Wedding Speech Etiquette
So before you start writing your speech, find out what's appropriate and what's not when it comes to your moment in the spotlight.
The Timing of the Toasts
At formal weddings, the toasts usually take place just after dinner, when guests are still seated and before the cake cutting ceremony. For less formal weddings, the toasts are usually offered after the couple's first dance, or before the cake is cut. Regardless of the timing of the toasts and the size of your reception, it's important to make sure that the caterers, servers, or hosts have poured champagne or another drink for all the guests before toasting begins. Some people believe that it is bad luck to toast with an empty glass.
The Length of Toasts
Everyone has a story about a wedding toast gone wrong: one that was too long, too dull, or maybe one that was more appropriate for a stand-up comedy act. A toast shouldn't run longer than 2-3 minutes. That amount of time allows you to graciously introduce yourself, say a few personal words, tell a funny story (never embarrassing, though), read a few lines from a love song or a quote from a famous author, and then conclude with a request for the other guests to join you by raising your glasses and drinking to the health and happiness of the newly married couple.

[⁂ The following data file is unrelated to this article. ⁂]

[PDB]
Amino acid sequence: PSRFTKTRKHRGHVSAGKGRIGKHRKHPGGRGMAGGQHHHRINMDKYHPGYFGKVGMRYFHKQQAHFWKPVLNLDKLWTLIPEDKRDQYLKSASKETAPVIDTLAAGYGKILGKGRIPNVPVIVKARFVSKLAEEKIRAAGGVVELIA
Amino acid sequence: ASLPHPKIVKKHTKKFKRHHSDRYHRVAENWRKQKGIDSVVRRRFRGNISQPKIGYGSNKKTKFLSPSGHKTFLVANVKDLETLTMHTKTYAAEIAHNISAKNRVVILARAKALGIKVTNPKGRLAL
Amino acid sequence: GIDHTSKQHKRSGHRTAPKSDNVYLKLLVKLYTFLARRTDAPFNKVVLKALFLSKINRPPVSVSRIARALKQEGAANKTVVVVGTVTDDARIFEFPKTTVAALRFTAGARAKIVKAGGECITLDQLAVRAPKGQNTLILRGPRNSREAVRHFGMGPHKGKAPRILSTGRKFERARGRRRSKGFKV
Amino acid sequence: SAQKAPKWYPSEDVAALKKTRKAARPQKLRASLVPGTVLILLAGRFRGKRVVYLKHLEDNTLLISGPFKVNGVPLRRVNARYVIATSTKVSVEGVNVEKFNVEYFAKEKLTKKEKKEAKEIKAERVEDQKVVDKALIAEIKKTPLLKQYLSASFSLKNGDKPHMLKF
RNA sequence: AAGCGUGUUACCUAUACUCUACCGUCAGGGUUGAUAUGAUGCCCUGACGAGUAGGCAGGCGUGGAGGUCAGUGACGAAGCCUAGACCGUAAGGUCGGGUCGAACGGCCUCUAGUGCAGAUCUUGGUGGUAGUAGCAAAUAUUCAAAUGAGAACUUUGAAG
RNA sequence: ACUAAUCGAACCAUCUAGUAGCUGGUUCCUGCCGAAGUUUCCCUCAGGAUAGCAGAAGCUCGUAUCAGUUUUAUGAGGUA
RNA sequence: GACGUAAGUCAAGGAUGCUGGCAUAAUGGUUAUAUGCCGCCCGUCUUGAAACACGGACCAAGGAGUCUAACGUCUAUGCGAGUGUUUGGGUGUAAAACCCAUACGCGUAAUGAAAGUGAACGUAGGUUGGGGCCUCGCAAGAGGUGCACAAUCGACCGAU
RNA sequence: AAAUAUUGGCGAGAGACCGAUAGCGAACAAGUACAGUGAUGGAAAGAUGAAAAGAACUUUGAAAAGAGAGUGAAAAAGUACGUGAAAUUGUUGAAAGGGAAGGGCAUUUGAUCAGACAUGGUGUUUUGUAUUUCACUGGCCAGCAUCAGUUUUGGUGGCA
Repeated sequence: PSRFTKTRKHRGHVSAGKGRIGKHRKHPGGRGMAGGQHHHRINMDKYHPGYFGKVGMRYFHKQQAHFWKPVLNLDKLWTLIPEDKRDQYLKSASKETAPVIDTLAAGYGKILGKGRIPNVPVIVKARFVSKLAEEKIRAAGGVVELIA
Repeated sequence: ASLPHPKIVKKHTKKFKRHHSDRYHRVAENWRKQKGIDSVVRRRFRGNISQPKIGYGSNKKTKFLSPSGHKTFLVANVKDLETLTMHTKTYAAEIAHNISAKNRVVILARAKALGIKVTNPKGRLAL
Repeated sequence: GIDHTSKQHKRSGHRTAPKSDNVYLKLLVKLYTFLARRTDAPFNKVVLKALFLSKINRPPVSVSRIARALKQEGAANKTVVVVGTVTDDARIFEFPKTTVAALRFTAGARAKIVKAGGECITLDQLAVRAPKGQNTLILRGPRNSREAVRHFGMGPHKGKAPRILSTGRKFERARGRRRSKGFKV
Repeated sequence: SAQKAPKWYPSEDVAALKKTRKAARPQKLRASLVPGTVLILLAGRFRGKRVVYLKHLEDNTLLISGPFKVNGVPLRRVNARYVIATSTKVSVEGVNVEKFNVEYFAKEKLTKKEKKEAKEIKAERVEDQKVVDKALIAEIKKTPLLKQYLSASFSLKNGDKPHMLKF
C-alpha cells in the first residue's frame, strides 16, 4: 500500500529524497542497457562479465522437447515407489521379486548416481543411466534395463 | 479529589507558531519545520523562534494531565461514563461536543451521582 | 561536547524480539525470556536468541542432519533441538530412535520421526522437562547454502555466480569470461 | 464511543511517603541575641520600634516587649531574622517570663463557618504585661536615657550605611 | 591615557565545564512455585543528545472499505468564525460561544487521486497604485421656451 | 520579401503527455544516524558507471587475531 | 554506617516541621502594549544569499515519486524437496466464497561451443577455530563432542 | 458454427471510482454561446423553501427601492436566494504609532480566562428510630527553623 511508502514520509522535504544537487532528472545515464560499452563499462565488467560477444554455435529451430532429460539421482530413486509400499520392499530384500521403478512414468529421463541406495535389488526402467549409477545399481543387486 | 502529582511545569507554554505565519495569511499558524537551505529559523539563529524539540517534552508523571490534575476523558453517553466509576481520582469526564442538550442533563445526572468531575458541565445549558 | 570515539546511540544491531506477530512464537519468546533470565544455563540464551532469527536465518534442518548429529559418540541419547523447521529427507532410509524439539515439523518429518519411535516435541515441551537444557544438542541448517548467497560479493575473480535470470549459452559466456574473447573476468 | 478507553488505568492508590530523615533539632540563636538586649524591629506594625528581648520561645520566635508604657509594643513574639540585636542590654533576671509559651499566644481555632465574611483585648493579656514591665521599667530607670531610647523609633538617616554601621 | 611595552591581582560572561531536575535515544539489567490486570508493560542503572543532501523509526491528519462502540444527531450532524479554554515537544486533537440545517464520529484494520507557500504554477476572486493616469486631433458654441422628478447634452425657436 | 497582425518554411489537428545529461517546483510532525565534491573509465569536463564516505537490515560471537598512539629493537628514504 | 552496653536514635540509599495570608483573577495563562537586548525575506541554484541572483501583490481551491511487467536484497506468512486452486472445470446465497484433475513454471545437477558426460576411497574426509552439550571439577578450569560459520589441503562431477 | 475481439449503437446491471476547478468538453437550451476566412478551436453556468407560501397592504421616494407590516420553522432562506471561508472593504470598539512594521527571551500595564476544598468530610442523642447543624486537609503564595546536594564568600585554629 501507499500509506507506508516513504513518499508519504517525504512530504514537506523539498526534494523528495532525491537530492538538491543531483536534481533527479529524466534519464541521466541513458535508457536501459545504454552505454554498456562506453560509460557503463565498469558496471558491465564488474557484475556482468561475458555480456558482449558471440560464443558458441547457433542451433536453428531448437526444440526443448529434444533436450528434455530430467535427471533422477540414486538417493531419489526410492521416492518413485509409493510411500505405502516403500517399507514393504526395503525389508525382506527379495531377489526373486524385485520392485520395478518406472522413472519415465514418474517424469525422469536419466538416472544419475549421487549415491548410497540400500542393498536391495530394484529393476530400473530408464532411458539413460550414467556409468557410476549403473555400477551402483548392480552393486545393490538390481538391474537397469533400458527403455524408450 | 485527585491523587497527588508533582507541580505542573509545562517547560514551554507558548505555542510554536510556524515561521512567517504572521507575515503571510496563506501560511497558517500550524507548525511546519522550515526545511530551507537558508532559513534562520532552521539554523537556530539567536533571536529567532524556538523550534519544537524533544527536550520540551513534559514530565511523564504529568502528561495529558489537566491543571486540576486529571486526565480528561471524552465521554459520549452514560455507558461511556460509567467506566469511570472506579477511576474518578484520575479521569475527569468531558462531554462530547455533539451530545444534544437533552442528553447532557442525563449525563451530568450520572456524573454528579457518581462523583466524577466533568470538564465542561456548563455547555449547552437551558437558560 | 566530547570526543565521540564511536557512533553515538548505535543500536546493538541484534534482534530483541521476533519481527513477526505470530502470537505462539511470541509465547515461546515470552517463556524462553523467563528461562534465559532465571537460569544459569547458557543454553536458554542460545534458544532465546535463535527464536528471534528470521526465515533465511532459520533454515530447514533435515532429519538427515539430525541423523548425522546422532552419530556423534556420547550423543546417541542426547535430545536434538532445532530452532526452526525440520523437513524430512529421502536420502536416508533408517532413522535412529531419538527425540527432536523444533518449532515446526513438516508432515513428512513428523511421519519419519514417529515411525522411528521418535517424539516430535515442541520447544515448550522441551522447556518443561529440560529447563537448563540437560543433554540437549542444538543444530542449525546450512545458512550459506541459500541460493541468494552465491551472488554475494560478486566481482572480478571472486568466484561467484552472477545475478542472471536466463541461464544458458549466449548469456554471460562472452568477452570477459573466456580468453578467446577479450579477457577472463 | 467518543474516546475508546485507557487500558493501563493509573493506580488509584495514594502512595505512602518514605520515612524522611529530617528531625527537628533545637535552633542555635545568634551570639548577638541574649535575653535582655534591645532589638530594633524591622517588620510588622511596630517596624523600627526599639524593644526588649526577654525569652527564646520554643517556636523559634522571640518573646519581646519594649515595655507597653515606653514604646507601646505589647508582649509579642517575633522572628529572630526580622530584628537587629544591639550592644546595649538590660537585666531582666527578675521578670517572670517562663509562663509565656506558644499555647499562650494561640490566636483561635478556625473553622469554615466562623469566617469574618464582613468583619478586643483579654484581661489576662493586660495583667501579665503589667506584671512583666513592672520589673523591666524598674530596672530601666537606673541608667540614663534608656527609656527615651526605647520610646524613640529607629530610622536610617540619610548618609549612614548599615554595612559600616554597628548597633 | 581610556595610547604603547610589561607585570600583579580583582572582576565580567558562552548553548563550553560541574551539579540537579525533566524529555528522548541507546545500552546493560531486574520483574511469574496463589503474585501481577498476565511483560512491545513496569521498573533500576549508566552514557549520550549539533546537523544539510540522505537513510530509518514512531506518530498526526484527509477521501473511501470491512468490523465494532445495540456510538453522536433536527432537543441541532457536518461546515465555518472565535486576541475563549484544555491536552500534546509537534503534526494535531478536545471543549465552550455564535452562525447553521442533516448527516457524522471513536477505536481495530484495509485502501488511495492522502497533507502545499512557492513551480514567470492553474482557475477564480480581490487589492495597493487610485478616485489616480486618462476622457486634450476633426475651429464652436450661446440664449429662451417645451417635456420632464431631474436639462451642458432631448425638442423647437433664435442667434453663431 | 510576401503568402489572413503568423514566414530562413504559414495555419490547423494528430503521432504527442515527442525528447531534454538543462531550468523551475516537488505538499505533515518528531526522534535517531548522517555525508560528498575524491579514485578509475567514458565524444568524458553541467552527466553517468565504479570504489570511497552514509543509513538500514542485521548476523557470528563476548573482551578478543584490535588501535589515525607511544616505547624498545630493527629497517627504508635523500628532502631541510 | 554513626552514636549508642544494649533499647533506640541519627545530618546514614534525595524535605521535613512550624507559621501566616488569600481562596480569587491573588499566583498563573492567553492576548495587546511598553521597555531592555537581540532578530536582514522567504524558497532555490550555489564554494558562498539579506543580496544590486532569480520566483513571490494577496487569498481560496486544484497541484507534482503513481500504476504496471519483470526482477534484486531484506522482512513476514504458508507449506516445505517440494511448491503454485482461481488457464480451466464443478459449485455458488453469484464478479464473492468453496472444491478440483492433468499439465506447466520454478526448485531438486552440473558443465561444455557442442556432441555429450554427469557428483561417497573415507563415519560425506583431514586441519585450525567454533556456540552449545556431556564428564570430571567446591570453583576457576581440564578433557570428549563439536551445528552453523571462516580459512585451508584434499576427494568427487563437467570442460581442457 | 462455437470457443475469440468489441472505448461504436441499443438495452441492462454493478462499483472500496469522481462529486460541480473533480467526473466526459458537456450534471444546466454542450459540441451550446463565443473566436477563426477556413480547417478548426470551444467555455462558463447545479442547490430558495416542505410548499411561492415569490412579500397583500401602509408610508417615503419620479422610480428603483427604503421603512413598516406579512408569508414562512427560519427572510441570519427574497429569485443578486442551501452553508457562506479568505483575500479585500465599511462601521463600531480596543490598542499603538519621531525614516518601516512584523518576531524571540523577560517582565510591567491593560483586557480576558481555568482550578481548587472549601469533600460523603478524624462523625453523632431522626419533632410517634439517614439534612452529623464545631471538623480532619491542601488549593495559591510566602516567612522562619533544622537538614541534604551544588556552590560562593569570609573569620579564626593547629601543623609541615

The Sincerity of the Toasts
Above all, your wedding toast should come straight from your heart. You don't want to just try to say all the right things in your toast, so you should come up with a genuine, heartfelt speech that you really mean. When you speak from your heart, people will feel it in your words and it your toast will be memorable to all that are at the wedding.